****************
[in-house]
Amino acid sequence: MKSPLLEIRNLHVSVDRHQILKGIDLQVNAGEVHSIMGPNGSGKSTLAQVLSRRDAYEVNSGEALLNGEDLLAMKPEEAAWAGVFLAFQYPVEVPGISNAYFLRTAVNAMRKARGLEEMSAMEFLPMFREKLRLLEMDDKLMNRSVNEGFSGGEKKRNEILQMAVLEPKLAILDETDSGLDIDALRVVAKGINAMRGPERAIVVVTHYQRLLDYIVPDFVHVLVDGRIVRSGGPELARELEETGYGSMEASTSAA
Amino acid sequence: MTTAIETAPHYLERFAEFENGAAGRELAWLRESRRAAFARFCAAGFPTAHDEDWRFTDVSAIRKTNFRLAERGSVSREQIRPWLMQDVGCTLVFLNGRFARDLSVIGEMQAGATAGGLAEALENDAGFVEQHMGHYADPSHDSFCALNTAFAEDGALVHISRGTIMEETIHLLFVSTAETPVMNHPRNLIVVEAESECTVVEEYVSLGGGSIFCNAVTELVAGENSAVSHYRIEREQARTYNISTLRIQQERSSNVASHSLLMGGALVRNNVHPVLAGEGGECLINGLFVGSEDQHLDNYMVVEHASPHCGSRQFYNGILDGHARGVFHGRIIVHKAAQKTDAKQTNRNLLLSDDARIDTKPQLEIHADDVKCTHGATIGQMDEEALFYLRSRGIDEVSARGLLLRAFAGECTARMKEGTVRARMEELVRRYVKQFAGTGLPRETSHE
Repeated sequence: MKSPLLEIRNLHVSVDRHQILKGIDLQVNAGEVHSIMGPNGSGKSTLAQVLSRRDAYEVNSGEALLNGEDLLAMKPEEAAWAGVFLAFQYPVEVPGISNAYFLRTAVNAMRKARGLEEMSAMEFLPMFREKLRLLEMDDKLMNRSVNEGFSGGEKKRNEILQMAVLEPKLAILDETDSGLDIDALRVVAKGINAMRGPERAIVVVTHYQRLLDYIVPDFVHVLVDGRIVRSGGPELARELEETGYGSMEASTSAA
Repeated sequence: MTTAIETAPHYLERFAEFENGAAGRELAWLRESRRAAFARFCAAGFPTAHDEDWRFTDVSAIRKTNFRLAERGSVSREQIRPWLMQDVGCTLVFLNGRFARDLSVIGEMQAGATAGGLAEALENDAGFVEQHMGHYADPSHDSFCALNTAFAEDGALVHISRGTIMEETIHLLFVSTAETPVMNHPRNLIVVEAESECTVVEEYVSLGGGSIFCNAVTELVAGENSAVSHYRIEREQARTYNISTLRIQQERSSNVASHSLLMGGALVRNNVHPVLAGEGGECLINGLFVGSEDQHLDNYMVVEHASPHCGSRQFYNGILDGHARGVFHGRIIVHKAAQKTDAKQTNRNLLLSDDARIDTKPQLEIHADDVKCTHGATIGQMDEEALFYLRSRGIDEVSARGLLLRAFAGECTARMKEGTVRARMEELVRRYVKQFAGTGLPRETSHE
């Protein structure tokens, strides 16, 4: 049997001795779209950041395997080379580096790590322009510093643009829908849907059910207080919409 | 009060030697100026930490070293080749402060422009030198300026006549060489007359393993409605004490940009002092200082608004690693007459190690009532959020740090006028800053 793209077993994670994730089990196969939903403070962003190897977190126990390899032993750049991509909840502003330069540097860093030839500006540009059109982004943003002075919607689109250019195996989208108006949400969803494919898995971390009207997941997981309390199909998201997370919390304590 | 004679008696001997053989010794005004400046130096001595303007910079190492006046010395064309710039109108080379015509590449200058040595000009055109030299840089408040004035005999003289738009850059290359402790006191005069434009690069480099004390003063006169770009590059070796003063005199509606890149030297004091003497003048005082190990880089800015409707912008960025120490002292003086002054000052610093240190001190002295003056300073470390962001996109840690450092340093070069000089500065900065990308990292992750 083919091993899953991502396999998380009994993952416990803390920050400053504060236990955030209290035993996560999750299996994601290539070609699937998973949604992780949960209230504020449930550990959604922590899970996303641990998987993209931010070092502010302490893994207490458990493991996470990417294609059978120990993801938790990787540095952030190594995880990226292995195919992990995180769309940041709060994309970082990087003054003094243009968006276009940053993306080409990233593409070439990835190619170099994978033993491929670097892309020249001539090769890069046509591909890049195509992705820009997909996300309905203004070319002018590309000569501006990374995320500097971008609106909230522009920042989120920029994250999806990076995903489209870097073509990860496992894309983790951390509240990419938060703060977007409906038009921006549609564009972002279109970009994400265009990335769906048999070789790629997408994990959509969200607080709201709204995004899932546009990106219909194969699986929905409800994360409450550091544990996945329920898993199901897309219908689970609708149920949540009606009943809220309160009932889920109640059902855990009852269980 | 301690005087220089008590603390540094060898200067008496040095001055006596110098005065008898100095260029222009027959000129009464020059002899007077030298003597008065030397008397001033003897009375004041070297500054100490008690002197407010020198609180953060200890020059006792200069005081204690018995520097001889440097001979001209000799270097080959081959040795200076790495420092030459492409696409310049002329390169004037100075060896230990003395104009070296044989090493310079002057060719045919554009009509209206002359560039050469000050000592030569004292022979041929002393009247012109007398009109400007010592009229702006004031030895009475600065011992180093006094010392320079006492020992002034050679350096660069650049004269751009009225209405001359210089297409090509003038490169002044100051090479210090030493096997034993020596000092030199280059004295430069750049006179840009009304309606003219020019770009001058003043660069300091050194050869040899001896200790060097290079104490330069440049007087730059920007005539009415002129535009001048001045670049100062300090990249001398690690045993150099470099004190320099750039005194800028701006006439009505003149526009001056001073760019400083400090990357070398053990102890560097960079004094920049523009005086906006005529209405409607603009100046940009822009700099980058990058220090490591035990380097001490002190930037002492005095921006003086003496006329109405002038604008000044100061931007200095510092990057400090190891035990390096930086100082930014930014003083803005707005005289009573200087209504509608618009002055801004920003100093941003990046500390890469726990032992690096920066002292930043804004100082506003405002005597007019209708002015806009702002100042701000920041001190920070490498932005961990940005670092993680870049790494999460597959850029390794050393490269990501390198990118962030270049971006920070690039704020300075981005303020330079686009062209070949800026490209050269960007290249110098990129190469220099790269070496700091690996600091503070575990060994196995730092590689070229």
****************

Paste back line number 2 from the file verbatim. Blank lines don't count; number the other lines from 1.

Amino acid sequence: MKSPLLEIRNLHVSVDRHQILKGIDLQVNAGEVHSIMGPNGSGKSTLAQVLSRRDAYEVNSGEALLNGEDLLAMKPEEAAWAGVFLAFQYPVEVPGISNAYFLRTAVNAMRKARGLEEMSAMEFLPMFREKLRLLEMDDKLMNRSVNEGFSGGEKKRNEILQMAVLEPKLAILDETDSGLDIDALRVVAKGINAMRGPERAIVVVTHYQRLLDYIVPDFVHVLVDGRIVRSGGPELARELEETGYGSMEASTSAA